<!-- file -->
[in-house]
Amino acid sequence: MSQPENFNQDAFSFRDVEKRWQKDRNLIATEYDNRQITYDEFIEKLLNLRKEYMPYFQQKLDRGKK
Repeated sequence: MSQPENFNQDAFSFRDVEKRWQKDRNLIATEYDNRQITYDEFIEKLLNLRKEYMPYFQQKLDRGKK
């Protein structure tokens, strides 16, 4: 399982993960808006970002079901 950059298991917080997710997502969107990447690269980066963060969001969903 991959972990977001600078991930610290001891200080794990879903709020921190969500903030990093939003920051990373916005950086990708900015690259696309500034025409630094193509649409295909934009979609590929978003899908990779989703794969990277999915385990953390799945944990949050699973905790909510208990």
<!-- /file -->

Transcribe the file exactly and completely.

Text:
[in-house]
Amino acid sequence: MSQPENFNQDAFSFRDVEKRWQKDRNLIATEYDNRQITYDEFIEKLLNLRKEYMPYFQQKLDRGKK
Repeated sequence: MSQPENFNQDAFSFRDVEKRWQKDRNLIATEYDNRQITYDEFIEKLLNLRKEYMPYFQQKLDRGKK
């Protein structure tokens, strides 16, 4: 399982993960808006970002079901 950059298991917080997710997502969107990447690269980066963060969001969903 991959972990977001600078991930610290001891200080794990879903709020921190969500903030990093939003920051990373916005950086990708900015690259696309500034025409630094193509649409295909934009979609590929978003899908990779989703794969990277999915385990953390799945944990949050699973905790909510208990």